A timely reassessment of the vital social, cultural, and political role of the aristocrat in Greek society, this book by distinguished historian Chester G. Starr provides a concise portrait of the upper classes and their way of life. Arguing that the influence of the aristocrat on ancient Hellenic civilization is undervalued by both modern Western and Marxist scholars, Starr takes a close look at the social spectrum of ancient Greece, examining the consequences of the aristocrats' domination of the ancient polis, their involvement in the patronage of the arts, and their impact on the structure of religion and on the ancient Greeks' visual perception of their pantheon of gods. In a final chapter, Starr concludes that the influence of the aristocratic ideal did not end when ancient civilization flickered out, but rather was reborn in the Renaissance and has had powerful effects on the course of modern Western history.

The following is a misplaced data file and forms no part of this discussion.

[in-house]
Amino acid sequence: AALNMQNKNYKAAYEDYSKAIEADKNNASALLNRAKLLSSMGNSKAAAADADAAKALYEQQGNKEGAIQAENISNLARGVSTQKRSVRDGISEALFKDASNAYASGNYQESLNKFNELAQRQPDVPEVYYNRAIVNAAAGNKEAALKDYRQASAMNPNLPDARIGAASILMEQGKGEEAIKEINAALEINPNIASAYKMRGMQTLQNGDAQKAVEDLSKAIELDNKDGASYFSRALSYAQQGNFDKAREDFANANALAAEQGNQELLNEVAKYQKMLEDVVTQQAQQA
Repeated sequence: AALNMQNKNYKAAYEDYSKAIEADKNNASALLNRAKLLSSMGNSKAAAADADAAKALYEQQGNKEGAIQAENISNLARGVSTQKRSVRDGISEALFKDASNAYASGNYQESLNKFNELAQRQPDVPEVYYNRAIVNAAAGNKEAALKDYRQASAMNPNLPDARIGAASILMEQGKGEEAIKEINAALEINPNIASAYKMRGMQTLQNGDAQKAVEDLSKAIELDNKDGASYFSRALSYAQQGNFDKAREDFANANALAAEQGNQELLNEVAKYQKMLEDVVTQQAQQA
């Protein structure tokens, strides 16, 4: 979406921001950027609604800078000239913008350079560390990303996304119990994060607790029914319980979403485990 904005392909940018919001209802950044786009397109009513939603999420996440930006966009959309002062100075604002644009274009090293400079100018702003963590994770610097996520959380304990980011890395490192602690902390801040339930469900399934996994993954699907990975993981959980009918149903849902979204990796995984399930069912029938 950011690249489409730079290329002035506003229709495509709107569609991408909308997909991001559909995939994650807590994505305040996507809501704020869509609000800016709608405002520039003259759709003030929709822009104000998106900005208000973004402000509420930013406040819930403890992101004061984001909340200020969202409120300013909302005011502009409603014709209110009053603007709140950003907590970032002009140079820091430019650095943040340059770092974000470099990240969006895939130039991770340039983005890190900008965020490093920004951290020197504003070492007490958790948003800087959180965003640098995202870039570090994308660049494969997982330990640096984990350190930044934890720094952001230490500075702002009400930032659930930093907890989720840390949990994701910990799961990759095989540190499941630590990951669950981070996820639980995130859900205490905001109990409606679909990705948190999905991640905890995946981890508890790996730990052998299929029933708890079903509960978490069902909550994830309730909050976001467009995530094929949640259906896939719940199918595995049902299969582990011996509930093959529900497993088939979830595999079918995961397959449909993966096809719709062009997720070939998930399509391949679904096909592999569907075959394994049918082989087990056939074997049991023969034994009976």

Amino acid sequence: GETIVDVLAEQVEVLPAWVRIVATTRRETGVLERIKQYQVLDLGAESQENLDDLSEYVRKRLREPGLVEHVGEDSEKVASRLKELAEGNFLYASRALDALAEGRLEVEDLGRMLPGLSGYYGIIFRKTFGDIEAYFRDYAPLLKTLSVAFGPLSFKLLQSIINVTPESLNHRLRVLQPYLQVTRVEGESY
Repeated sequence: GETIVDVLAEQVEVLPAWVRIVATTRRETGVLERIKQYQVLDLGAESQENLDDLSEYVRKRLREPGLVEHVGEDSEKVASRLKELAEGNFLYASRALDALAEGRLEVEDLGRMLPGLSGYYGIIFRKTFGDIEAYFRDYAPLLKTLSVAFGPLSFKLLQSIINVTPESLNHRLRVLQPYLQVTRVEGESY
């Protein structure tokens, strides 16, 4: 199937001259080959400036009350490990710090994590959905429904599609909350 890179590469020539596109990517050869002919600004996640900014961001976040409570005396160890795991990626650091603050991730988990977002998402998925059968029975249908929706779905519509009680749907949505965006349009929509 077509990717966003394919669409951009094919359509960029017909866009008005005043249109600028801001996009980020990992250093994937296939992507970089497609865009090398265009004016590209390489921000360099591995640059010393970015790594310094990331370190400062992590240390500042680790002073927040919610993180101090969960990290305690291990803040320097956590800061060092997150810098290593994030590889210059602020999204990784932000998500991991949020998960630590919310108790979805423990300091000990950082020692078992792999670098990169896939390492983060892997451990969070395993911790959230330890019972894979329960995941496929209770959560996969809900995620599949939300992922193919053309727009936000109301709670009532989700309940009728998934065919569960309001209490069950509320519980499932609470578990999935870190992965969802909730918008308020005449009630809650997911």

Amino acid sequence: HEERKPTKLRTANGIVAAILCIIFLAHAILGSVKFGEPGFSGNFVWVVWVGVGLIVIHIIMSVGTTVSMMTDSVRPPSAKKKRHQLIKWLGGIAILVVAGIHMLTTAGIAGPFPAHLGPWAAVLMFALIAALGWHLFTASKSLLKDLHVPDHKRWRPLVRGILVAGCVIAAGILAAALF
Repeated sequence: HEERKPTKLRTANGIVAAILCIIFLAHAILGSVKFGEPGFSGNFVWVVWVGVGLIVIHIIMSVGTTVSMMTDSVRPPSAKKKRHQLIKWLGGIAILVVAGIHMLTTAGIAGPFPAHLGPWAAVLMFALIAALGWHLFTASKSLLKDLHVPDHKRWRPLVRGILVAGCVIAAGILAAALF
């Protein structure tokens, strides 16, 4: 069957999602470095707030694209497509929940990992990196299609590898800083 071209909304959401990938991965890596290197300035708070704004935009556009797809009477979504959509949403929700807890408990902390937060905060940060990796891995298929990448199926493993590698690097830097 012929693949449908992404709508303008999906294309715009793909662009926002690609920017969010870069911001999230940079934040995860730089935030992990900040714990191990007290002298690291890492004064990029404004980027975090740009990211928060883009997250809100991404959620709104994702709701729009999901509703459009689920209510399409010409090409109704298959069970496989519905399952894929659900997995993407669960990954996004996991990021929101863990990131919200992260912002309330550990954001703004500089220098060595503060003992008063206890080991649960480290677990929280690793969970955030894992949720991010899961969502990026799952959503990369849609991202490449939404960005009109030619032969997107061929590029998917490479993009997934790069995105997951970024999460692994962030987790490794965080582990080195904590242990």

'This latest book forms one of a series of short presentations of aspects of archaic and classical Greece ... It is the shortest, the most personal and polemical of the group. The themes of the book are important, and the subject of much current debate among ancient historians ... The enterprise is interesting and constantly provokes agreement or reflection.'
Times Higher Education Supplement